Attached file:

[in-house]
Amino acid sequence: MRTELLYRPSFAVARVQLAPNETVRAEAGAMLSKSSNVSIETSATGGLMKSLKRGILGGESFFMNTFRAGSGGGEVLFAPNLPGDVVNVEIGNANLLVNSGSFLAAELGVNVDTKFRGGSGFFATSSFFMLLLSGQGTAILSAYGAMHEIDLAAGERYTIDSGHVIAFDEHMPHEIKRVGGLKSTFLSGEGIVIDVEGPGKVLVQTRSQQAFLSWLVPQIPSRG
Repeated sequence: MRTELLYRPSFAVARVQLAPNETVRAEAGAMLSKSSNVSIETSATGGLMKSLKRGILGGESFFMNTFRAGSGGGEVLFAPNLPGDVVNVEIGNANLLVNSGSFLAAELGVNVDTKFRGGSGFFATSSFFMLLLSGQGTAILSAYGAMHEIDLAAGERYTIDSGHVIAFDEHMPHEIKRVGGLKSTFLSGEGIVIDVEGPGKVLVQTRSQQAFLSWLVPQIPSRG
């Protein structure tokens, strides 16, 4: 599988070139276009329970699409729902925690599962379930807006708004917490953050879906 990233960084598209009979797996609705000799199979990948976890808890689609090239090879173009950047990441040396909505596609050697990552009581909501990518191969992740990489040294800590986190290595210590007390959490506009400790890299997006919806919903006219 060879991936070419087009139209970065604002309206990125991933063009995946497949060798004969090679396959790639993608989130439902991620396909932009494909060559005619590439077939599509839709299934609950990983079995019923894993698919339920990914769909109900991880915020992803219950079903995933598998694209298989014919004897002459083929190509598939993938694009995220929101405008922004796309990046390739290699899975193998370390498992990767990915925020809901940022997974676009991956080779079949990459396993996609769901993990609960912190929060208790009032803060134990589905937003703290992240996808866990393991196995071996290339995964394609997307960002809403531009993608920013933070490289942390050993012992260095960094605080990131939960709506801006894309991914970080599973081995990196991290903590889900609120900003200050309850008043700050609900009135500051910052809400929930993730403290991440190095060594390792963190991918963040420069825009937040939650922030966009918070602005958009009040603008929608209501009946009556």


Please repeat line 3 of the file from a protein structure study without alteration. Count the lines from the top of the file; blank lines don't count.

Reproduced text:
Repeated sequence: MRTELLYRPSFAVARVQLAPNETVRAEAGAMLSKSSNVSIETSATGGLMKSLKRGILGGESFFMNTFRAGSGGGEVLFAPNLPGDVVNVEIGNANLLVNSGSFLAAELGVNVDTKFRGGSGFFATSSFFMLLLSGQGTAILSAYGAMHEIDLAAGERYTIDSGHVIAFDEHMPHEIKRVGGLKSTFLSGEGIVIDVEGPGKVLVQTRSQQAFLSWLVPQIPSRG